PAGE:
Protein powder supplements have long been popular in the world of sports. Some athletes consume protein powders due to a lack of protein in their diet, some consume it with the hopes of gaining more muscle mass, some use it as a meal replacement for convenience purposes, and some drink it just because social media says they should. So what about teen athletes? Is protein powder for active teens necessary and is it safe? Are there benefits or is it just a waste of money? Read on to learn all about protein needs for teenagers, when and why to use protein powder for teenage athletes, and what are the best protein powders for teen athletes.
The Role of Protein for Teen Athletes
Protein is an essential macronutrient that helps repair and regenerate damaged muscle tissue, aid in muscle contraction, increase hormones that assist in muscle recovery and muscle growth, and also improves immune function. The amount of protein you need depends on your age, gender, weight, level of activity, and intensity and frequency of strength training.
Athletes require more protein than a sedentary individual, however, research has demonstrated a threshold with protein intake, and that eating more protein than what your body needs does not result in larger muscle gains or increased strength.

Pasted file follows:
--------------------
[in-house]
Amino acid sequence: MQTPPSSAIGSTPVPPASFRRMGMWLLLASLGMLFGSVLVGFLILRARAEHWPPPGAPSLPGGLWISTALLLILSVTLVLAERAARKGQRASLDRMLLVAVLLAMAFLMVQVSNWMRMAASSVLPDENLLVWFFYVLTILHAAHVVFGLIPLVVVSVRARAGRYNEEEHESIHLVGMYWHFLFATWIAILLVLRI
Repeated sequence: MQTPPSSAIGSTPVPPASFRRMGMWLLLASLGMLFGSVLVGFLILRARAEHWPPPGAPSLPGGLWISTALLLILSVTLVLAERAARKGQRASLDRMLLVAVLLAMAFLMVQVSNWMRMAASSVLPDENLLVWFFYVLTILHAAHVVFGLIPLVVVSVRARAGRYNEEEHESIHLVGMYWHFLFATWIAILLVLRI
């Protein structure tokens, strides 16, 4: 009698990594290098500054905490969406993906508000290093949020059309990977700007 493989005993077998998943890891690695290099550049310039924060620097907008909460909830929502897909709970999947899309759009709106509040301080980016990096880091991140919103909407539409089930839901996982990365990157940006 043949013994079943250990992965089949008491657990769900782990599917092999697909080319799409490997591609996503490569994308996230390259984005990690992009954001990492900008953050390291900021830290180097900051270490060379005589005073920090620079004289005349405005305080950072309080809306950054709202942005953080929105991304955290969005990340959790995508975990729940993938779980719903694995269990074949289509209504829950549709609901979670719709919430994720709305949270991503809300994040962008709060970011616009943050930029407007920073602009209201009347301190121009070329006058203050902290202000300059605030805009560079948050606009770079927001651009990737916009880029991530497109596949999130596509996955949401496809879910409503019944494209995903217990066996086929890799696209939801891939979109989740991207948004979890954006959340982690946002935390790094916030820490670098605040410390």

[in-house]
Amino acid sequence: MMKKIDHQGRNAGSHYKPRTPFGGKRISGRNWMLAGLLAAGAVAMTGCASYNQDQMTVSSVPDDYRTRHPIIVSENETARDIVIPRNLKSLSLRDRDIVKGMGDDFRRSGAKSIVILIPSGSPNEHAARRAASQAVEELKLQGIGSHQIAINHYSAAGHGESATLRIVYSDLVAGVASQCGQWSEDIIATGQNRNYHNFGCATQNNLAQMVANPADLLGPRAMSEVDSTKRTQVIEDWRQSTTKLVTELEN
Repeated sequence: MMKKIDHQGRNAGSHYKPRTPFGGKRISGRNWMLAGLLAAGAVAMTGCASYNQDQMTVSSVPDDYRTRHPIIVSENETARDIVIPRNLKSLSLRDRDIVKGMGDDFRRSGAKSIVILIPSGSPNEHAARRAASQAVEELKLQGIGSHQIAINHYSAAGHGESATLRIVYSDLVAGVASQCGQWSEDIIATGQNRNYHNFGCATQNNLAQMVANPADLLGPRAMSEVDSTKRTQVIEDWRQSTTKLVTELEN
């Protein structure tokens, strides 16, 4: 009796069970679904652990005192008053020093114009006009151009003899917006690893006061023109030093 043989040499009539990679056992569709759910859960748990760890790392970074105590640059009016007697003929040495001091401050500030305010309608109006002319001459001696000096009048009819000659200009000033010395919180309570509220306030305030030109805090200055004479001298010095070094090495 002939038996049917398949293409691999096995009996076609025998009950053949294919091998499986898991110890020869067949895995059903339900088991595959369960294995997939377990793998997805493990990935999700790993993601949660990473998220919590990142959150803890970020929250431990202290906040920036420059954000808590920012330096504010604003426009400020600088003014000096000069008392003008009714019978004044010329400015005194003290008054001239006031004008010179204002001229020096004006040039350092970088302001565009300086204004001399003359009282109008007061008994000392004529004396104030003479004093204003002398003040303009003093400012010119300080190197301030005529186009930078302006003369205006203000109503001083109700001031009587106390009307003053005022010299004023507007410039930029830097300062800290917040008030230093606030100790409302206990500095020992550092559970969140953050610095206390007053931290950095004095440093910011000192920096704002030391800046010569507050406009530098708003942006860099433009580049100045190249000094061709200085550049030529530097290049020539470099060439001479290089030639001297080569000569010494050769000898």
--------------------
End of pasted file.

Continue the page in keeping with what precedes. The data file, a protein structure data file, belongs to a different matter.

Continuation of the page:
How Much Protein Do Teen Athletes Need?
The exact protein requirements for athletes is a topic that is highly debated. The new 2020 Dietary Guidelines for Americans recommend adults eat 0.8 grams of protein per kg of body weight. However, is widely accepted that athletes need (likely) much more than this. The amount of daily protein teen athletes need is usually between 1.0-1.4 g/kg body weight. (4) Most athletes are able to meet these requirements and often even exceed it. (5)
Contrary to popular belief, when it comes to protein, more is not always better. Some controversy exists regarding the maximum amount of protein young adults (and likely teen athletes as well) should consume in a single meal. Current research indicates that amounts higher than around 20-25g of protein per meal does not have any extra benefits. (2) Furthermore, research shows that protein intake should be spread throughout the day in amounts of 20-30g per serving rather than consuming a lot at one sitting for optimal muscle protein synthesis. (3) Athletes are also said to recover faster when they consume protein within 30-60 minutes after exercising. (4)
Are Protein Powders Safe for Teen Athletes?
Protein supplements are generally considered safe when taken correctly and appropriately, even for teen athletes. The “grey” part of this statement is that protein supplements are not regulated by the FDA and can therefore be contaminated with things we do not want in our bodies, such as heavy metals, BPA, and other unsafe contaminant. (1) Not only that, but many protein powders have as much as 23 grams of added sugar per scoop, and the American Heart Association recommends limiting daily added sugar amounts to 25 to 36 grams. (1)